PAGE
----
Since then, Bodø/Glimt have won one more Norwegian Cup (in 1993), and have had a 13-year spell stuck back in the 2nd tier and 3rd tier (from 1980 to ’92), as well as a 13-year spell back in the top tier (from 1993 to 2005, including a 2nd-place-finish in 2003). Then, in the early 2000s they basically turned into a yo-yo club (3 relegations and 3 promotions since 2005). That all changed in 2019, when Bodø/Glimt turned into a competitor for the title once more, finishing in 2nd place. Then in 2020, Bodø/Glimt ran away with the title.

By winning the Eliteserien by 19-points last November, Bodø/Glimt became the northern-most team on the planet to have won a top-flight national football title. And so three years after their most recent promotion, Bodø/Glimt transformed themselves from a yo-yo club that inevitably sold off their best players in order to make ends meet, into the national champions.

In 2020, Bodø/Glimt scored an astounding 3.4 goals per game, and had a +71 goal difference. And Bodø/Glimt lost only twice all season – losing once to then-reigning champions Molde, and losing in the Europa League qualifiers to Italian giants AC Milan. Bodø/Glimt’s unusual title run has led many to call them the Leicester City of Scandinavia.

-Norway Has a Must-See Team. Barely Anyone Can Watch It. Bodo/Glimt is on the cusp of its first championship, a soccer success story built on style and innovation… (by Rory Smith on 8 Nov 2020 at nytimes.com/sport).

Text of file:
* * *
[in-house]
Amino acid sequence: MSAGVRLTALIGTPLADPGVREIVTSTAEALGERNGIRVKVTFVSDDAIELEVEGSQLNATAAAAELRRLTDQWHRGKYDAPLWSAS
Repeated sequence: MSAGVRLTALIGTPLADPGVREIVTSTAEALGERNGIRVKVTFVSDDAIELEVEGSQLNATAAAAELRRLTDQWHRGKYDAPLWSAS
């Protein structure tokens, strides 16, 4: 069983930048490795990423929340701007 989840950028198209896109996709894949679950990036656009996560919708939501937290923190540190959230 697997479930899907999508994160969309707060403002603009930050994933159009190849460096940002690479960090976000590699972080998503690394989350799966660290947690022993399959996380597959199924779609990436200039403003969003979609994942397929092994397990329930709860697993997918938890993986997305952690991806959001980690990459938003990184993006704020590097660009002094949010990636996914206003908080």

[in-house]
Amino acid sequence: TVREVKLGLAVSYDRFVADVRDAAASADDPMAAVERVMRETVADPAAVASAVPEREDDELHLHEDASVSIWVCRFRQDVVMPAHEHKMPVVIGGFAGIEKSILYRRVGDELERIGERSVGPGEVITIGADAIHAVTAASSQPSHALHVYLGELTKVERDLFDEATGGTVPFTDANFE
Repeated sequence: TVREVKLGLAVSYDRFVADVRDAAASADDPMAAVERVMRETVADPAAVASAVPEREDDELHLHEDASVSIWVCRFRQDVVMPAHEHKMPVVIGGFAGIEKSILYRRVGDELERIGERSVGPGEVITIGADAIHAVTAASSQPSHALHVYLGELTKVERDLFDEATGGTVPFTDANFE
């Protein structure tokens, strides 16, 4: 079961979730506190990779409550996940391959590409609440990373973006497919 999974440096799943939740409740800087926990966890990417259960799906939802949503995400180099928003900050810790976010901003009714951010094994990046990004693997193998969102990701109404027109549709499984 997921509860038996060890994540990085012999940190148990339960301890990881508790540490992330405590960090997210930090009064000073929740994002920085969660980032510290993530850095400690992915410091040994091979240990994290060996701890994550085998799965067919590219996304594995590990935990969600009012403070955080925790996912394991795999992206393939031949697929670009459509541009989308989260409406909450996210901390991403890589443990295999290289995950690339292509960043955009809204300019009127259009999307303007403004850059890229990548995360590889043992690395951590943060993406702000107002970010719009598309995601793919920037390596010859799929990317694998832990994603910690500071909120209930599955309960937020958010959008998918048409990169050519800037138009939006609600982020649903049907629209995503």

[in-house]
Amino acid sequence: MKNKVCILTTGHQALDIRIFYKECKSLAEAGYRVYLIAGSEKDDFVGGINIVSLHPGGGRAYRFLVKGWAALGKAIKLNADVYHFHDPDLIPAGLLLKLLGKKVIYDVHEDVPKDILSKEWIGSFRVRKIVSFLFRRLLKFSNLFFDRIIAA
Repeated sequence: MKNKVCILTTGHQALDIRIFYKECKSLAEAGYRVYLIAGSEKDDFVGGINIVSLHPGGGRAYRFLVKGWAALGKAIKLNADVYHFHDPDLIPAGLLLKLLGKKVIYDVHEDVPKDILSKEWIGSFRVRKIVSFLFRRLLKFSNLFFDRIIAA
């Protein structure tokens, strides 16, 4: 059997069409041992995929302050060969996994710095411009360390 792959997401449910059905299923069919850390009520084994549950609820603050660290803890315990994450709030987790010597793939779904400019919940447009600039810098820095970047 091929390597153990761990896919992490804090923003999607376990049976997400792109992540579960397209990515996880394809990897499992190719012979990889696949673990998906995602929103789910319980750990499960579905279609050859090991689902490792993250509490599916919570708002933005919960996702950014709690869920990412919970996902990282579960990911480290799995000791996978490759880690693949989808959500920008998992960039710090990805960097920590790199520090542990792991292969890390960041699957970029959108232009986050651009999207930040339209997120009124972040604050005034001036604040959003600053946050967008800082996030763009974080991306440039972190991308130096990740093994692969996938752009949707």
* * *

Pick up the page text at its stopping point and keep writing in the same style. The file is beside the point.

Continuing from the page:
-Bodo/Glimt make history with Norwegian Eliteserien title win (from 22 Nov 2020, at bbc.com/football).

    Bodø/Glimt – 2020 Norwegian champions

bodo-glimt_bodo-glimt-2020-eliteserien_norway-champions_aspmyra-stadion_kjetil-knutsen_bjorn-mannsverk_k-junker_p-zinckernagel_j-p-hague_u-saltnes_i_.gif
Photo and Image credits above – Aspmyra Stadion, by Stig-André Lippert at twitter.com/[@paabortebane]. Aerial shot of Bodø harbor and airstrip, photo from nordlandssykehuset.no. Aerial shot of Bodø, by Getty Images via forbes.com. Bodø air station with fighter plane aloft, photo from wikimapia.org/[Bodø airbase]. Bjørn Mannsverk beside fighter plane, photo by an.no via origo.hu/futball. Bodø/Glimt mental coach Bjørn Mannsverk, in a session with team-coach Håvard Sakariassen and captain Ulrik Saltnes, photo by Markus André Jensen via bodonu.no. Kjetil Knutsen, photo by Marius Simensen/Bildbyrån Norway via . Kjetil Knutsen with Bodø players, photo from time24.news. Kasper Junker, screenshot from video uploaded by Furkan Buğra Yolcu at youtube.com. Phillip Zinckernagel, screenshot from video uploaded by CSN Football Videos at youtube.com. Jens Peter Hauge, photo by @imagoimages via rossoneriblog.com. Ulrik Saltnes, photo by Mats Torbergsen (NTB scanpix) via nettavisen.no/sport. Bodø players celebrate after a goal, photo from glimt.no/om-klubben.




___
Thanks to all at the following links…
-Blank map of Scandinavia, by NordNordWest at File:Scandinavia location map.svg (commons.wikimedia.org).
-Globe-map of Norway, by Rob984 at File:Europe-Norway (orthographic projection).svg (en.wikipedia.org).